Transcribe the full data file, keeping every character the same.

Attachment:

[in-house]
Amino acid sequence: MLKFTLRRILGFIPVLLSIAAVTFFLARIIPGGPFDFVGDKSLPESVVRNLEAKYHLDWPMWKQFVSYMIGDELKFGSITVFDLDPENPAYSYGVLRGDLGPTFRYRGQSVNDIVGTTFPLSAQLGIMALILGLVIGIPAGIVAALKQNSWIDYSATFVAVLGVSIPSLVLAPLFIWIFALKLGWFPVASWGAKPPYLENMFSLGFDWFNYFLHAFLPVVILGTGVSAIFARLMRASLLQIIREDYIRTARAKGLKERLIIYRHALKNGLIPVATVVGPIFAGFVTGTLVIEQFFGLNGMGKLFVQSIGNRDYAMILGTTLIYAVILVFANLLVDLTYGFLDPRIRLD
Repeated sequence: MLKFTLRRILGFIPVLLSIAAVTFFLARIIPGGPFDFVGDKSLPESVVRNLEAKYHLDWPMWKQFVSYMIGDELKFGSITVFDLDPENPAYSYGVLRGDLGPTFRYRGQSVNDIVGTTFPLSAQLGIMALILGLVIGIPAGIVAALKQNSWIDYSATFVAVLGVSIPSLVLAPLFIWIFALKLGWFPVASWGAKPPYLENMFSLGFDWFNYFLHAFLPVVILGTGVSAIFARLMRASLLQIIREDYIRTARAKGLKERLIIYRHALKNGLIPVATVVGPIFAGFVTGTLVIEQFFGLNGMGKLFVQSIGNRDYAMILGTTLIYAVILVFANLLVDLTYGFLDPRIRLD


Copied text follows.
[in-house]
Amino acid sequence: MLKFTLRRILGFIPVLLSIAAVTFFLARIIPGGPFDFVGDKSLPESVVRNLEAKYHLDWPMWKQFVSYMIGDELKFGSITVFDLDPENPAYSYGVLRGDLGPTFRYRGQSVNDIVGTTFPLSAQLGIMALILGLVIGIPAGIVAALKQNSWIDYSATFVAVLGVSIPSLVLAPLFIWIFALKLGWFPVASWGAKPPYLENMFSLGFDWFNYFLHAFLPVVILGTGVSAIFARLMRASLLQIIREDYIRTARAKGLKERLIIYRHALKNGLIPVATVVGPIFAGFVTGTLVIEQFFGLNGMGKLFVQSIGNRDYAMILGTTLIYAVILVFANLLVDLTYGFLDPRIRLD
Repeated sequence: MLKFTLRRILGFIPVLLSIAAVTFFLARIIPGGPFDFVGDKSLPESVVRNLEAKYHLDWPMWKQFVSYMIGDELKFGSITVFDLDPENPAYSYGVLRGDLGPTFRYRGQSVNDIVGTTFPLSAQLGIMALILGLVIGIPAGIVAALKQNSWIDYSATFVAVLGVSIPSLVLAPLFIWIFALKLGWFPVASWGAKPPYLENMFSLGFDWFNYFLHAFLPVVILGTGVSAIFARLMRASLLQIIREDYIRTARAKGLKERLIIYRHALKNGLIPVATVVGPIFAGFVTGTLVIEQFFGLNGMGKLFVQSIGNRDYAMILGTTLIYAVILVFANLLVDLTYGFLDPRIRLD